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Dealing with Nosy Questions

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  Written by Julie on 03 Dec 2011

The guy in the pharmacy waiting room pushed me over the edge. My daughter Alice, a sweet but rambunctious toddler, was having a timeout in one of the vinyl seats, occasioned by her urge to run away from mommy in the store. I kept one eye on Alice and the other on the pharmacist who was filling our prescription.

The waiting area was empty except for us and a pleasant-looking, fortysomething man. Predictably, the questions started.

“Is she adopted? Where’s she from? How long have you had her? Was it really expensive to adopt her? Isn’t it a shame how people in some countries just throw away their girls?"

On and on the interrogation rolled, undeterred by my terseness. The man seemed completely unaware that he was probing into parts of our lives that we have every right to keep private. How does one deal with a person whose idea of small talk is telling a 2-year-old that she was “thrown away?”

Mercifully, the pharmacist called me to the counter. As I completed my transaction, I kicked myself for even answering the man. A person with a legitimate need for information about international adoption deserved more than I could give in two minutes. A person who was simply indulging his curiosity deserved much less.

Families formed through transracial adoption, whether international or domestic, are naturally conspicuous. Most people who adopt across ethnic boundaries love to talk about it, given appropriate circumstances. Our children are cherished; they have filled our hearts with joy.

We teach them about adoption; we attend playgroups where they can meet other similar families. We advocate for our children in schools. We locate resources and role models that will help our children balance their birth cultures with their American lives. Despite our best efforts, the incessant questions from strangers chip away at our foundations.

At home, we’re telling our children that adoption is a special way of creating a family, and that their birth cultures are something to celebrate. Meanwhile, repeated encounters with people like the man in the pharmacy send them a different message. The message is that our children are peculiar; that their families are not normal; that the people whose DNA they share are barbaric.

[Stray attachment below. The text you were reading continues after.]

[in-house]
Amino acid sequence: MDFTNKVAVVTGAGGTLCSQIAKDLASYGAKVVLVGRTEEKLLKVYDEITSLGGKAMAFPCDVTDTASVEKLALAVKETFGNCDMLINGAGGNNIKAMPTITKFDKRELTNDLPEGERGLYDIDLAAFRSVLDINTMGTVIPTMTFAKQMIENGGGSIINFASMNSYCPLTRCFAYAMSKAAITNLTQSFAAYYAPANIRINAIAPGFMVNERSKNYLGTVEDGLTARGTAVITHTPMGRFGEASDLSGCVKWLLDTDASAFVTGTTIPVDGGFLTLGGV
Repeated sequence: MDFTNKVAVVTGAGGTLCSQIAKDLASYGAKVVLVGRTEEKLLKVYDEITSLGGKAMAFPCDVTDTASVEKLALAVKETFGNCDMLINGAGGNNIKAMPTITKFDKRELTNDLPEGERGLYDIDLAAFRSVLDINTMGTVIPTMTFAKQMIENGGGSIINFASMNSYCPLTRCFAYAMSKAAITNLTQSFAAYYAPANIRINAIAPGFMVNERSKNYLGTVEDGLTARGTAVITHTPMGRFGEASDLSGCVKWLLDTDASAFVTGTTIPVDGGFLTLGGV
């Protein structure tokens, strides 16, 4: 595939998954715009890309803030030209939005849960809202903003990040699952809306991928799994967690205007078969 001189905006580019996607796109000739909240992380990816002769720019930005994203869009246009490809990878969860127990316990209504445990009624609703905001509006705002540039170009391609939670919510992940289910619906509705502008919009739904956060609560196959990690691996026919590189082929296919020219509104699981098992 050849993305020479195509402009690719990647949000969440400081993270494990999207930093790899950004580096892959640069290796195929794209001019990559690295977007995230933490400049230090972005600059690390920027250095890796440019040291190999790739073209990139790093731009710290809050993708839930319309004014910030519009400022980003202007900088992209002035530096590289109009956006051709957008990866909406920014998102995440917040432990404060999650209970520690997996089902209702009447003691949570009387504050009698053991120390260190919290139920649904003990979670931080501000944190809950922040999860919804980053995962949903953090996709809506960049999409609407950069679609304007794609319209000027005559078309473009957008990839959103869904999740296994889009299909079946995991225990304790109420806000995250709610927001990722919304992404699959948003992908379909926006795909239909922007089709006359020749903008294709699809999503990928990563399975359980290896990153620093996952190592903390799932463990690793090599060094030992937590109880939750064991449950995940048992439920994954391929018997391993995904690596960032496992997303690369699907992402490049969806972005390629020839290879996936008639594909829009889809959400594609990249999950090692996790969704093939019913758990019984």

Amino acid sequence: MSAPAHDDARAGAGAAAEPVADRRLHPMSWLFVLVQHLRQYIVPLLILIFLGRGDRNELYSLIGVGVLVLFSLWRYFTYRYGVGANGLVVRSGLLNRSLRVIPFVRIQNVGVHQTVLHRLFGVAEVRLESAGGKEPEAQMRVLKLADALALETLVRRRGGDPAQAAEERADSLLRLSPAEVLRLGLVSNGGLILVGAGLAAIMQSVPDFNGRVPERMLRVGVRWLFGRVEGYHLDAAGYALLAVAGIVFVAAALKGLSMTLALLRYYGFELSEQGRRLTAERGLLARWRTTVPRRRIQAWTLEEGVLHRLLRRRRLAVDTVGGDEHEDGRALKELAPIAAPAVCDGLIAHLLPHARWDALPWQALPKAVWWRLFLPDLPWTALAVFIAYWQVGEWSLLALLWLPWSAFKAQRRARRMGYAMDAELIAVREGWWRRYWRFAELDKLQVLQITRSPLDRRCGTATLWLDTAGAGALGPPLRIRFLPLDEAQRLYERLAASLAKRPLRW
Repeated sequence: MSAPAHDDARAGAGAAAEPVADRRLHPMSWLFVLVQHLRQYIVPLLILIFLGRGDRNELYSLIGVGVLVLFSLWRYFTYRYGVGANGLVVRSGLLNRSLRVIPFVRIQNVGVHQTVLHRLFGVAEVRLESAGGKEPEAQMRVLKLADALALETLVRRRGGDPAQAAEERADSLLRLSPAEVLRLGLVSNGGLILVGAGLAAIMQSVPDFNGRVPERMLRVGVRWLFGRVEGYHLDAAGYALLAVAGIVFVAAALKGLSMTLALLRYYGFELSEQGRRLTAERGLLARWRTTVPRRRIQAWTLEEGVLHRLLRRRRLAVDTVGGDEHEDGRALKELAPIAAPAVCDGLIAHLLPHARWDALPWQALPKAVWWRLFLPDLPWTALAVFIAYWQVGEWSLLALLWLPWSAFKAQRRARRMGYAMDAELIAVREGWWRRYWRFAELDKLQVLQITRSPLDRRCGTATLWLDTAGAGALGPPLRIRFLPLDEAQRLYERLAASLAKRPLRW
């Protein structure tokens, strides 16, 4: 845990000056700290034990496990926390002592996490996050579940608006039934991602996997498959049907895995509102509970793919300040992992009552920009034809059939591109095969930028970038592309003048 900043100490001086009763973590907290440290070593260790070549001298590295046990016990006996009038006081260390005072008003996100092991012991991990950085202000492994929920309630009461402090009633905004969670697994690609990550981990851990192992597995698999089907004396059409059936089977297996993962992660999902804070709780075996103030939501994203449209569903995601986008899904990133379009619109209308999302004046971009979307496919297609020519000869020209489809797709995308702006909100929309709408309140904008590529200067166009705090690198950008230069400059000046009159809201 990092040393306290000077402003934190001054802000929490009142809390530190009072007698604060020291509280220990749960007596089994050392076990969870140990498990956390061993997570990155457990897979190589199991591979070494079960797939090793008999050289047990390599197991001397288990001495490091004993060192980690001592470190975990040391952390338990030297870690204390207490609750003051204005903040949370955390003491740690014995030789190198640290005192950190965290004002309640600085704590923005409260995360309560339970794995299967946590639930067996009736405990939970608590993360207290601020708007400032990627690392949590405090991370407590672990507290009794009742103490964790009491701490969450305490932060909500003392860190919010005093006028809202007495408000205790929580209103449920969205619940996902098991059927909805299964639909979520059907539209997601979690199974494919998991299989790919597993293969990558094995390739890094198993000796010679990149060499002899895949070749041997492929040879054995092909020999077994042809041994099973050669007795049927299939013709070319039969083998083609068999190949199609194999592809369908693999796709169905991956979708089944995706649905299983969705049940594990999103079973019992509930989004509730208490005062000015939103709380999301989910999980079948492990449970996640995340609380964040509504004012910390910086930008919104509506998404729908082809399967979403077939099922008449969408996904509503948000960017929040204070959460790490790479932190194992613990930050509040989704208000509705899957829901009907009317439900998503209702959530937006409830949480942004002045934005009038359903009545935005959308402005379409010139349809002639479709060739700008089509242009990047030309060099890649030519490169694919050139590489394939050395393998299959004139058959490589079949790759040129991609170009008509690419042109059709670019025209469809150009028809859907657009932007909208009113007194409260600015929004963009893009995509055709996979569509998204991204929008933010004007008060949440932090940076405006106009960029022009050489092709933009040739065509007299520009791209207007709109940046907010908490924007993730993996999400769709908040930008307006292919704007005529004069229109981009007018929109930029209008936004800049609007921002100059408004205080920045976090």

And, often, that the kids are “lucky” to be adopted by “would-be saints” such as their parents. These negative messages are usually, but not always, unintentional. People have an instinct for categorization; when they see situations that don’t fit the norm, they comment. Most exchanges are harmless. But the cumulative effect is to undermine the legitimacy of our families.

We knew that our decision to adopt transracially would mean kissing our cozy anonymity goodbye. But our daughter never volunteered for this ride. And people often speak to us as if our child is deaf—as if she does not hear and internalize conversations that go on around her. So I’m printing up business cards with contact information for our adoption agency and several good Internet sites. The next stranger who plies me with private questions in a public place is going to get one, with the comment, “Oh, if you’re interested in adoption, here are some excellent resources.”

When Alice is old enough, we’ll discuss whether she wants to handle inquisitive strangers or prefers us to run interference. And we’ll teach her ways to respond without revealing information that is hers alone. Meanwhile, don’t be surprised if you meet me in the check-out line and I politely decline to recite our family history when you ask, “Is she adopted?”

Alice is not a public exhibit. She deserves to be protected from adult questions that subtly invalidate her family’s right to exist. Alice was adopted, once upon a time. But now she is simply my child and our hearts are knit as tightly as any parent’s and child’s can be. 

Julie  and her family live in Chicago. This article originally appeared in Adoptive Families Magazine.    



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